Exit Zero, 2017 First Place Adult Division and Publisher’s Choice

By Eric E. Wallace

The skies above the Owyhees were gray and unpromising. The clouds, sullen, raised defiant fists against any possibility of brightness.

Neville returned his focus to the roadway, urging his sputtering Civic along with an unspoken prayer and plenty of tense body English. He remembered his father’s habit of encouraging their ancient John Deere tractor by bobbing back and forth on the rusting metal seat, maybe a throwback to some rocking ancestor trying to convince an exhausted plow horse to dig one more furrow. Or maybe, Neville thought, there was an even earlier ancestor in shoulder-aching leather harness himself, straining in the dusty twilight to keep farm and family going.

Neville thought a lot about his family, past and present. But these days, that was all. Just thoughts. Since he’d moved to Boise, he never visited his parents, still farming near Jerome, never saw his siblings, scattered like seeds across the Magic and Treasure Valleys, never emailed the aunts and cousins in Payette. His one living grandparent was stored away in a Buhl nursing home, and she didn’t know a pot from a potato.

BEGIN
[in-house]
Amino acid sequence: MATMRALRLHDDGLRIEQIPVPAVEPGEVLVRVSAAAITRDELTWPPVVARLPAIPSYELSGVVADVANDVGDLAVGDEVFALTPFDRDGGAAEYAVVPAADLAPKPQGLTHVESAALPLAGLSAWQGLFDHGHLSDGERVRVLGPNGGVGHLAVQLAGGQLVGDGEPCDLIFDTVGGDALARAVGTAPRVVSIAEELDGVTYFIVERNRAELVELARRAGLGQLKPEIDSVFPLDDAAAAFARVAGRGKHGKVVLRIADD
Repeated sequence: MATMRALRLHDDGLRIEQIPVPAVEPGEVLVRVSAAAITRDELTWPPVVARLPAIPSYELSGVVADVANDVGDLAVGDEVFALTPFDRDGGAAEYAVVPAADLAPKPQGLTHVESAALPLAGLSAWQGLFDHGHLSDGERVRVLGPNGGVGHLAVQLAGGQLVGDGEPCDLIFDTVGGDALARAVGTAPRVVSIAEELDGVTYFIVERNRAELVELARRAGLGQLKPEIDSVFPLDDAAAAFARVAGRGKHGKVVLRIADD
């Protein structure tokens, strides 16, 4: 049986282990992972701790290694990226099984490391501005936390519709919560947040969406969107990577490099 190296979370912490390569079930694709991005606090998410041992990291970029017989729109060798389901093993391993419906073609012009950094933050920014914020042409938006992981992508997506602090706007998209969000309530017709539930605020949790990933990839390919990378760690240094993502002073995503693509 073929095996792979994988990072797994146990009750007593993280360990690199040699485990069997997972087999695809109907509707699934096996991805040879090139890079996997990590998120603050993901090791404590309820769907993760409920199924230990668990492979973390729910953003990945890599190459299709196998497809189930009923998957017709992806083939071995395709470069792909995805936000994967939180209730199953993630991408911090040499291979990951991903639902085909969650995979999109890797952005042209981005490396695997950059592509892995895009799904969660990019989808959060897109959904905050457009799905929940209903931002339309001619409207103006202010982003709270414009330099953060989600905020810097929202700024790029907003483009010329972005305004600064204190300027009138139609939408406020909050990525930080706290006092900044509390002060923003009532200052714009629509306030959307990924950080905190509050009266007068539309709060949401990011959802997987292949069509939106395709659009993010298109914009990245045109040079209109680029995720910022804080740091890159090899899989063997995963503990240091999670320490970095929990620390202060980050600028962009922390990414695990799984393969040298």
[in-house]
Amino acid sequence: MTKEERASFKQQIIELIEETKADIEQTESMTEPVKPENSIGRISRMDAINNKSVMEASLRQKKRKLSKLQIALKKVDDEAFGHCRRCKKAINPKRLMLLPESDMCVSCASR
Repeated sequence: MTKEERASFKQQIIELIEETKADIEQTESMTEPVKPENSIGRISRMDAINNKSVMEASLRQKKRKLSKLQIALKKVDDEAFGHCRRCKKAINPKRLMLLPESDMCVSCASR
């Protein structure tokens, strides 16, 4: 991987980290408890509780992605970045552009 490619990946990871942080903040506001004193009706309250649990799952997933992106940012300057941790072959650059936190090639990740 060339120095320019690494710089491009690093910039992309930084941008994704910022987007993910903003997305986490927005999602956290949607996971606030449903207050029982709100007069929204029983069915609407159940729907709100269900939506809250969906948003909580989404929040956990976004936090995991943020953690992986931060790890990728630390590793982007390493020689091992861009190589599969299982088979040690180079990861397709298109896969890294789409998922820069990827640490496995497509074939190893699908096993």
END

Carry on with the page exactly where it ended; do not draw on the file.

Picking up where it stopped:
Some idiot on a Harley caterwauled by and careened insolently across the Civic’s bow. Neville flinched but felt too depressed to hit the horn. In any case, the horn rarely functioned.

Neville could drive to work using side streets and Overland. But he usually took this little bit of freeway, the so-called ‘Connector,’ to give himself a sense of, what? Freedom? Speed? The illusion of going somewhere? He often snickered at the name “the Connector”, thinking that these days he was the least-connected person on the planet. One black sheep, far from the farm. Baa.